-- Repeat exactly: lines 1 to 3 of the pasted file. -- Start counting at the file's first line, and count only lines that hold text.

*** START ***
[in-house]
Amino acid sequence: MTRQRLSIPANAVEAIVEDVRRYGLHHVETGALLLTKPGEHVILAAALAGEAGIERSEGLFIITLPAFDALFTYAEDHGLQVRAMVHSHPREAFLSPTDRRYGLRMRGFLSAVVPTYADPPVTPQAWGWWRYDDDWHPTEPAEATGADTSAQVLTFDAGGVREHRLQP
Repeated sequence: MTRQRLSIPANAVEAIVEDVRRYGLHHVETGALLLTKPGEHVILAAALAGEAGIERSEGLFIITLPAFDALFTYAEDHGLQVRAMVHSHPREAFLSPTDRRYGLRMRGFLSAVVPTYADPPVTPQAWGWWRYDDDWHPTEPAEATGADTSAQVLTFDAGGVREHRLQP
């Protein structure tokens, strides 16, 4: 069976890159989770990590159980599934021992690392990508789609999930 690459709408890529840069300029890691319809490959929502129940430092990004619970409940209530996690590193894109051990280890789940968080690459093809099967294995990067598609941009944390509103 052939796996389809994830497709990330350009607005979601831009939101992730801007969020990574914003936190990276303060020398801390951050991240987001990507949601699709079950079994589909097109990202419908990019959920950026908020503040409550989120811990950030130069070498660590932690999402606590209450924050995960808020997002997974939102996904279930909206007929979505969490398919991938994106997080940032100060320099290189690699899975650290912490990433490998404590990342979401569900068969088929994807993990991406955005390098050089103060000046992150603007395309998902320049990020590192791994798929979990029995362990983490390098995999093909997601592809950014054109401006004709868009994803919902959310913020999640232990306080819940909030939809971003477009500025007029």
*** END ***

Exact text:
[in-house]
Amino acid sequence: MTRQRLSIPANAVEAIVEDVRRYGLHHVETGALLLTKPGEHVILAAALAGEAGIERSEGLFIITLPAFDALFTYAEDHGLQVRAMVHSHPREAFLSPTDRRYGLRMRGFLSAVVPTYADPPVTPQAWGWWRYDDDWHPTEPAEATGADTSAQVLTFDAGGVREHRLQP
Repeated sequence: MTRQRLSIPANAVEAIVEDVRRYGLHHVETGALLLTKPGEHVILAAALAGEAGIERSEGLFIITLPAFDALFTYAEDHGLQVRAMVHSHPREAFLSPTDRRYGLRMRGFLSAVVPTYADPPVTPQAWGWWRYDDDWHPTEPAEATGADTSAQVLTFDAGGVREHRLQP